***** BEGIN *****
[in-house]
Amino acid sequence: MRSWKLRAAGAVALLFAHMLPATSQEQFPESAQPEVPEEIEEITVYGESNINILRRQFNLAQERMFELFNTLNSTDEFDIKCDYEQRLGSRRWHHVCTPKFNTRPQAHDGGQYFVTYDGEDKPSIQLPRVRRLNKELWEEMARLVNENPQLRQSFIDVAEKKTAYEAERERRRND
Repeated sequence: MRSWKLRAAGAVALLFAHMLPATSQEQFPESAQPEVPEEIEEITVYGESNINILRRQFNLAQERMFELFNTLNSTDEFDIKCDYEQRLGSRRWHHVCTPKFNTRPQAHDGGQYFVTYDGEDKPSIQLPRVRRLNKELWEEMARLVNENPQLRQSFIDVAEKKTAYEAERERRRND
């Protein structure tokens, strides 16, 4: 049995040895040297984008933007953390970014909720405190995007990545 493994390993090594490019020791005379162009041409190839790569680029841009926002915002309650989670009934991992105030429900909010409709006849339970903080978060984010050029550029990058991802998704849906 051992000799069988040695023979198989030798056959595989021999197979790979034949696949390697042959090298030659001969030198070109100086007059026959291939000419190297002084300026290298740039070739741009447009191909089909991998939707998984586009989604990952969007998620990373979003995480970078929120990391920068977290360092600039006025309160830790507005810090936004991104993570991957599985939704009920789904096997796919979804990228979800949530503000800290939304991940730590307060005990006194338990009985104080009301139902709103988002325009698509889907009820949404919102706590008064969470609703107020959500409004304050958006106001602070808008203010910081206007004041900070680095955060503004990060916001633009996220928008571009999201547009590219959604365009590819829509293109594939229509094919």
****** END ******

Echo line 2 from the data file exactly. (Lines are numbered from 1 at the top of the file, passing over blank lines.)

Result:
Amino acid sequence: MRSWKLRAAGAVALLFAHMLPATSQEQFPESAQPEVPEEIEEITVYGESNINILRRQFNLAQERMFELFNTLNSTDEFDIKCDYEQRLGSRRWHHVCTPKFNTRPQAHDGGQYFVTYDGEDKPSIQLPRVRRLNKELWEEMARLVNENPQLRQSFIDVAEKKTAYEAERERRRND